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business, english/engels, insights, strategy, workshop

ISO20400 and the Changing Role of the Buyer

2017_change_f_delventhal

photograph: F. Delventhal (via Flickr.com)

The strategic role and impact of buyers within organisation is about to undergo some pretty fundamental change. This coming spring a new ISO 20400 norm for sustainable procurement will be launched, building on the ISO26000 norm for Social Responsibility. This new ISO norm will help buyers to create shared value through their operational activities and actively contribute to the health and welfare of society in an ethical and transparent way.

This article provides insight in the complexity and the obstacles buyers are facing in effectively shaping their changing role. It will further outline two crucial, interlinked skill sets along with some tools and processes that will help buyers working through complexity and obstacles.

Complexity

Sustainable procurement practices will require buyers to redirect their goals toward a more  complex set of social, ecologic, and economic (SE€) goals. SE€ value creation is generated by a system of co-dependent value chain partners. To optimise this co-dependent value generation trust is needed through transparency, open communication and shared planning. Dealing with this expanded view on shared value-creation will result in a higher complexity in transactions, interactions, and relations. Managing these complex relationships through transparent dialogue and collaboration will take more time and attention. Remote suppliers may for instance face different labour and environmental issues. These will all need to be incorporated into the design and goal setting for the supply chain.

Building trust and transparency plays a central, enabling role in shaping stakeholder relations. They form the foundation for effective and efficient work relations. In the process, buyers learn how to deal with the related changes in engaging collaboratively with their internal customers as well as their suppliers, bridging the gap of understanding between the two ends of the value chain. The strategic (re-) positioning of procurement is key to an organisation that aims to integrate, amongst others, circular-economic processes and closed value cycles into its operations. ISO 20400 prescribes the processes that are needed to align buyers and suppliers in managing this higher level of complexity.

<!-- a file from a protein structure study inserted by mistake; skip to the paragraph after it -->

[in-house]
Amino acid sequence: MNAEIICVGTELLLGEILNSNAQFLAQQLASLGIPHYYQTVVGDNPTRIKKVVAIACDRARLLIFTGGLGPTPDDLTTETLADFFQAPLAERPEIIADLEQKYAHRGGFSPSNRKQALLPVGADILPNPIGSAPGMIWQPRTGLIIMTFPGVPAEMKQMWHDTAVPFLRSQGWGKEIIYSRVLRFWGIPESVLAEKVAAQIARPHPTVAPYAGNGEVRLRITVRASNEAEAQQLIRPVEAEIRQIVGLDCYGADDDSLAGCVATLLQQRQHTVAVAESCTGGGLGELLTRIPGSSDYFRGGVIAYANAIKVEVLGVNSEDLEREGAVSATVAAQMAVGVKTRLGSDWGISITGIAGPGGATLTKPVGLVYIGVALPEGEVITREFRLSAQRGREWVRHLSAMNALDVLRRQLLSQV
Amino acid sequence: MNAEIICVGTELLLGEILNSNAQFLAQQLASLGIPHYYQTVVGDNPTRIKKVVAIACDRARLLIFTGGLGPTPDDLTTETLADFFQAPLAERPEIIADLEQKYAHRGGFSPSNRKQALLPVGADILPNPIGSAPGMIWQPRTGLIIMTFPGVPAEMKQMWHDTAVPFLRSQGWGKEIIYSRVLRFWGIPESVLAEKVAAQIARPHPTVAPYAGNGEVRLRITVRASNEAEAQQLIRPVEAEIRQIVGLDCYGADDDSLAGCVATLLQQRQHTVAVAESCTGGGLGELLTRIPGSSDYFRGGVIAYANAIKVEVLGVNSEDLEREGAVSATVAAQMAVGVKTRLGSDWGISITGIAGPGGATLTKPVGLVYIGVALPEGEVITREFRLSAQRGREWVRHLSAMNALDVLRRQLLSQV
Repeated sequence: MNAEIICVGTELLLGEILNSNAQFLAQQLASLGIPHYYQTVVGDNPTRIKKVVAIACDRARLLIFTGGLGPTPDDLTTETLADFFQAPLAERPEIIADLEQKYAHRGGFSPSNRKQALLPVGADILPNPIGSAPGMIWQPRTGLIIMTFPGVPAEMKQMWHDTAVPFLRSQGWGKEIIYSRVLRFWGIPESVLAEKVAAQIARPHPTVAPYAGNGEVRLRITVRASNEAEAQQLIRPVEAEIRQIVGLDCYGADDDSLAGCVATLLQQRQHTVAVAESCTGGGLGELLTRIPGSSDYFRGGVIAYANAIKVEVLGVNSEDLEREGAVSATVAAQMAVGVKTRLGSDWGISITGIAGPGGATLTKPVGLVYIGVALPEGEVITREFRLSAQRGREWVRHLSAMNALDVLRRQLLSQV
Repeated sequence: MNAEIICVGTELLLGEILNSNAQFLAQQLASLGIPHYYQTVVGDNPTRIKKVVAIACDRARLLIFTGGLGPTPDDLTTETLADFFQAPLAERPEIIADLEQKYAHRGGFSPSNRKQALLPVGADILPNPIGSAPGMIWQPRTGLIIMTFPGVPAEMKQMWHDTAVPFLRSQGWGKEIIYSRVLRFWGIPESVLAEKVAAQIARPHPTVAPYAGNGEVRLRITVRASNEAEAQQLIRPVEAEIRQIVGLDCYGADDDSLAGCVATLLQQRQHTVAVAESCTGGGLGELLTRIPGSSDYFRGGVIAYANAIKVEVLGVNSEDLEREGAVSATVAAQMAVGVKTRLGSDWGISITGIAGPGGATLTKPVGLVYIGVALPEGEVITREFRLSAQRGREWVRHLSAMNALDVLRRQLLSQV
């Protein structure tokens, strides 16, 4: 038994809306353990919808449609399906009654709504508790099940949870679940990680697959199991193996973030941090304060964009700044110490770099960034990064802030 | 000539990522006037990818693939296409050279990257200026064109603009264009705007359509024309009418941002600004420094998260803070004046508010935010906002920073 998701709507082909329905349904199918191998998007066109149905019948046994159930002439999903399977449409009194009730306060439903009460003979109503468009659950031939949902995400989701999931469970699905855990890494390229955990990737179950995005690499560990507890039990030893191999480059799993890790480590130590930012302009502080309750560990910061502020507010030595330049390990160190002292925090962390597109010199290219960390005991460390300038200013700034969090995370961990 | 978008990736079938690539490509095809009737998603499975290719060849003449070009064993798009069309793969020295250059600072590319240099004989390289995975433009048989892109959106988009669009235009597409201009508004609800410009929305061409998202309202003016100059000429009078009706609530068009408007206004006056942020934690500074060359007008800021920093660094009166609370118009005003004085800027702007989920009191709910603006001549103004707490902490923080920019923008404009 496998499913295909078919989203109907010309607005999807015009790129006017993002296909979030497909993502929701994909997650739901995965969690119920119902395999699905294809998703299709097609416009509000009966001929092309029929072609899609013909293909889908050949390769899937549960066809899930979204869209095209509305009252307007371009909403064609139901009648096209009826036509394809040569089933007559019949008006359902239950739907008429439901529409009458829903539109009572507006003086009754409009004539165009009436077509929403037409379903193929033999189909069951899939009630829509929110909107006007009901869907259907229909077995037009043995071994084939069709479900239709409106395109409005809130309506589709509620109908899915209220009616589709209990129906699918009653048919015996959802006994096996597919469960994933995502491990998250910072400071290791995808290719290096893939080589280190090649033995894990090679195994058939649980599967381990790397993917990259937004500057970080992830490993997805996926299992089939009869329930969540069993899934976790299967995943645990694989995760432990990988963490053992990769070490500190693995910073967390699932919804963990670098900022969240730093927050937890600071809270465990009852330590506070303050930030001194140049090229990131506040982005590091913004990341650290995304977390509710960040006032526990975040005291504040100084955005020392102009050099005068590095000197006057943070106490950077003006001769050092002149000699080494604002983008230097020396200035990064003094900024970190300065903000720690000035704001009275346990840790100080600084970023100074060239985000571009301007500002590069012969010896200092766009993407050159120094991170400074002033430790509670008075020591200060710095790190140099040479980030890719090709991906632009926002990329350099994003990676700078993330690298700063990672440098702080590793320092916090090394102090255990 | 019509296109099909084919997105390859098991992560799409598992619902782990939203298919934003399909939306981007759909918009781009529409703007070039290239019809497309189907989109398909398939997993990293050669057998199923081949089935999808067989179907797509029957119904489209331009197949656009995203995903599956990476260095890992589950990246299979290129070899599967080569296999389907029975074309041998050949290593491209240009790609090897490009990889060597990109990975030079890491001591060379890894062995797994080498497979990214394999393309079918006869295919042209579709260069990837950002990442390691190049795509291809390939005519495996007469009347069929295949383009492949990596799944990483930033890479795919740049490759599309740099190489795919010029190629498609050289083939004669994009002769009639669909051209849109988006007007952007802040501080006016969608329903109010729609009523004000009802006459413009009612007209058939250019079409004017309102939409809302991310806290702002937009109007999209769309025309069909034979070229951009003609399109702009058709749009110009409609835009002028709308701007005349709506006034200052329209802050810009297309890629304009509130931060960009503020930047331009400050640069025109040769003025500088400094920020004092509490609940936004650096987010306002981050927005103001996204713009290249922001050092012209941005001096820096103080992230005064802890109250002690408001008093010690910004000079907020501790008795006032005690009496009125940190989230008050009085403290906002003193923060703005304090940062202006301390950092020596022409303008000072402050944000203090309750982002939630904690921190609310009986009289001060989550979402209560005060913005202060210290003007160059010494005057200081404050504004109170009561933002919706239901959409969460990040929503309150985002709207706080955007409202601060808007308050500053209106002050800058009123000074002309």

Skills

Implementing the new ISO 20400 builds on two interlinked skill sets: the first, process-oriented skill set is focused on implementing the procurement processes that are prescribed by the norm itself. The second, engagement-oriented skill (and tool-) set helps in the daily operation of ISO 20400 by enabling a broader, facilitative managing of procurement stakeholders. Stakeholders that are crucial for a successful implementation and generation of the intended shared (SE€) value creation.

Developing the latter skill set depends largely on buyers’ own (inter-) personal ambitions along with an organisation that appreciates closer social engagement as a stepping-stone for growth for value-creation. And this happening in a work field that, so far, has been predominantly motivated by cost and economic value.

Overcoming Obstacles